In the past I have often scribbled about hammered silver coin caches, Anglo-Saxon hoards, Roman burials and all the other magnificent finds made by detectorists. I was privileged and very lucky to have the opportunity to relive the exploits of the finders and tell their stories. And for that I think myself very fortunate and honoured to do so. That’s how I get my ‘fix’ even today. Today’s offering is rather mundane.
The teacher always had an ‘industrial’ pencil sharpener attached to the desk at the front of the class.
If you are of a certain age you will remember the pencil sharpener attached in a rickety fashion to the edge of the table in your secondary classroom. Probably not, but I have vivid memories of countless disasters trying to sharpen my pencils. Something starting off at a length of five or six inches usually ended up annihilated and unusable. I hated them.
How did the Victorians sharpen the lead in their pencils?
Sorry, I’m getting ahead of myself. The catalyst for this post was a Victorian to Edwardian pencil sharpener found by Scottish detectorist Howard in 2009. In an understatement, he said, “I think its sharpening days are over but it is in pretty good condition. The steel blade is rusted but still partially there!”
I must admit that I hadn’t realised that pencil sharpeners even existed at the turn of the 20th century. Then I found several of similar designs on the PAS and UKDFD databases that had been found by detectorists. Here’s one from the PAS.
Goodness, I hadn’t realised that so many of these items had been found by detectorists. I’ve been shown several sharpeners of similar design, and from far away as America and Australia. Thank you all for sharing. But one was slightly different from the norm. ‘Bodkins’, found one shaped like a frog, and has kindly allowed me to share it with you.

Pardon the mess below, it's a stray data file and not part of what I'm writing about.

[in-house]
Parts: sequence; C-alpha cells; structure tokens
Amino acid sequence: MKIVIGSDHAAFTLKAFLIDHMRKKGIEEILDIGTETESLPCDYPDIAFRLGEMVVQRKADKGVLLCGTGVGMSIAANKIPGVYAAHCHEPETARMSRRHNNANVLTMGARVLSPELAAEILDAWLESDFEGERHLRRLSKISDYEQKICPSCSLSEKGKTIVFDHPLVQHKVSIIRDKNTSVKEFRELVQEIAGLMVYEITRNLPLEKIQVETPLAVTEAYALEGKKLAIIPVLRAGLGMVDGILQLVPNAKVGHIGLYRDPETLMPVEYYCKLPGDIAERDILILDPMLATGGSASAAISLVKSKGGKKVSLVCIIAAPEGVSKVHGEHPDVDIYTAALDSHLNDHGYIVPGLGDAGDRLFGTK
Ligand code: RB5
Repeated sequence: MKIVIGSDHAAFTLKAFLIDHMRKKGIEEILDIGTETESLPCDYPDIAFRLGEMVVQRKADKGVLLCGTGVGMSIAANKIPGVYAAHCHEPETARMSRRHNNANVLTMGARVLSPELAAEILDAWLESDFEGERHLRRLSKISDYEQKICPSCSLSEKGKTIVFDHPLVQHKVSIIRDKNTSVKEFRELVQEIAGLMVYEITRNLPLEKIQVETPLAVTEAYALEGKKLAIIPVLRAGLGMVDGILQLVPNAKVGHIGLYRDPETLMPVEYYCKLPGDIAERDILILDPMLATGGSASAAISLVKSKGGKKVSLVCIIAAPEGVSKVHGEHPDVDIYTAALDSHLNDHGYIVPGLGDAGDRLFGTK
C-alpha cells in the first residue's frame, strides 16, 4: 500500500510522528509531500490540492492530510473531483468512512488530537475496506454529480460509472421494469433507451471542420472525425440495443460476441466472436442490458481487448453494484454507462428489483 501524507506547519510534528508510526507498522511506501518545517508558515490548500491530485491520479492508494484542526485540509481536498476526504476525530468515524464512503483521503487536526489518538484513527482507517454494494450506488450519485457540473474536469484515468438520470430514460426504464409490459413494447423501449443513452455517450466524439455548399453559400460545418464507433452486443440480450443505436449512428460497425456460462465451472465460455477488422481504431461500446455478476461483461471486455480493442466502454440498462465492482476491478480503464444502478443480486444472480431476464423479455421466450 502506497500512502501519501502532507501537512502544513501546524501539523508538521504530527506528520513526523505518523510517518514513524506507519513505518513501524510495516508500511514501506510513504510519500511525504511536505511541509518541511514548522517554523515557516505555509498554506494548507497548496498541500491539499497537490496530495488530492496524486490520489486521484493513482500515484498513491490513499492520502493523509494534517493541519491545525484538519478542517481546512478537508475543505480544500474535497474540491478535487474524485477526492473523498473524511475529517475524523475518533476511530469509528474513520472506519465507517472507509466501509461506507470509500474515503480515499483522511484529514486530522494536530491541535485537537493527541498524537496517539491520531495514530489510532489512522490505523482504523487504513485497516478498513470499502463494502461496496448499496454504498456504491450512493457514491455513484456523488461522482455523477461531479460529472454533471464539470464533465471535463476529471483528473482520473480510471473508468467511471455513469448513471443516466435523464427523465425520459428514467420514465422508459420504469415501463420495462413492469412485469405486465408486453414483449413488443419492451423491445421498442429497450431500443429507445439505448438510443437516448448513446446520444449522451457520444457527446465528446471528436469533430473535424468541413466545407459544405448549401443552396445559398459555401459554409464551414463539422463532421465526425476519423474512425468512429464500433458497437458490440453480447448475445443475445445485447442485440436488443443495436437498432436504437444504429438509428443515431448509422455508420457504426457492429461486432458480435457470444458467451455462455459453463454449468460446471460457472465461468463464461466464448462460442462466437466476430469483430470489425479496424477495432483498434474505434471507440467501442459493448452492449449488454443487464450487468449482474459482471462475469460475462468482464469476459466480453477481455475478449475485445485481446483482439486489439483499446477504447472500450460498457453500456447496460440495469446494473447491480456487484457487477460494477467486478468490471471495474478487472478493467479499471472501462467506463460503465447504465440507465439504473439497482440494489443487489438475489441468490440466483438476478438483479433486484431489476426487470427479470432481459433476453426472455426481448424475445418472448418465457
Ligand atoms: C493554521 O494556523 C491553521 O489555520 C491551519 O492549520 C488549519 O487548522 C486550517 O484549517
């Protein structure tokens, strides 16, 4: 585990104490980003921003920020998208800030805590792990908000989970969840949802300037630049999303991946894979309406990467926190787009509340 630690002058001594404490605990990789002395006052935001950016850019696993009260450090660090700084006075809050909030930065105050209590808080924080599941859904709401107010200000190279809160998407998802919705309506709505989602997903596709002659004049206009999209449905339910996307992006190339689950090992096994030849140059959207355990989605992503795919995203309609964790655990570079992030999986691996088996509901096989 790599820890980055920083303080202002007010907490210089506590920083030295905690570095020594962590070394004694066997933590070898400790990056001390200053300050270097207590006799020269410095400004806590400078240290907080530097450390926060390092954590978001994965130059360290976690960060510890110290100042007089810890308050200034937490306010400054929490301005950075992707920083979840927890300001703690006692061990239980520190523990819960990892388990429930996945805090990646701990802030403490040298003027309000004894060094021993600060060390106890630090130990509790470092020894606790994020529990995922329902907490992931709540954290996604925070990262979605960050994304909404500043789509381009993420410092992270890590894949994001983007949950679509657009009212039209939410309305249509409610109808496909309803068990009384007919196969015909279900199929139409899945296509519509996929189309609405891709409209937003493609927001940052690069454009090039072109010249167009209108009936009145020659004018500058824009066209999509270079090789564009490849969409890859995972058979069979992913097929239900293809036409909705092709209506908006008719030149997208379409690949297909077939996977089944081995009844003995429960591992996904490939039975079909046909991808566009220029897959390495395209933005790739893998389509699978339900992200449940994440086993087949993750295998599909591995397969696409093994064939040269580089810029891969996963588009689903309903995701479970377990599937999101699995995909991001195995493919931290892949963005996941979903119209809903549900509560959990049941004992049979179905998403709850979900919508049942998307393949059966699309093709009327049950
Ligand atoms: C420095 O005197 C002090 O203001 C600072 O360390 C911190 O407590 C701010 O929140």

There were many updates to this post. Donna Babington contacted me via Twitter to tell me that Brian Newton had found a lovely little sharpener found on pasture in Ayrshire. She said: “I do the historical research and acquire permission to detect and Brian does the hard work. It has been such a pleasure to spend time with these most wonderful links to our local ancestors … feel free to use the picture in your blog.”
I wonder where that phrase came from?
Because the slate was for temporary work, memorisation was crucial for learning and in passing examinations. A teacher could walk around the room and review a student’s progress much like today, but assignments couldn’t practically be collected and then returned at the end of the session with a grade. There was just too much chance something would be erased accidentally. Once the work was reviewed at the student’s desk, the slate was wiped clean and new work commenced.
7 thoughts on “Scribbling and Sharpening”
My wife remembers using a slate at school!
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Penny gets some stick, doesn’t she?
Thanks for the comment, Ian.
She went to a village school. The older children even had to help teach the younger ones to read and write. Hard to imagine that there were still schools like this in the late 50’s..
I do not remember using a slate at school, John… but I certainly remember those pencil sharpeners semi-screwed down to an unstable piece of wood.. They always moved around.. they were a real pain in the asp!!!
I have found my share of olde pencil sharpeners…. but nothing as ornate as is pictured here… Some beautiful examples of the art.
Thank you again for the trip down memory lane my friend
I hope that you are not baking too much in the heat
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I agree with everything you say.
I thought the slate was your era. 🙂
Very enjoyable article, John. Only in the past several years have I progressed from using a school-style sharpener. My desk now has an “electronic” sharpener with a hole at the front into which a pencil is inserted and out of which, if I don’t check every 2.3 seconds, comes an eraser with graphite marks on one end. I think of it as a Lilliputian log chipper.
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Thank you for your kind words, Michael.
I don’t know anyone else with an electronic sharpener.
You must be one of those pencil aficionados. 🙂
I reckon you’d enjoy the home of the FIRST pencil.
The Derwent Museum is located in Keswick.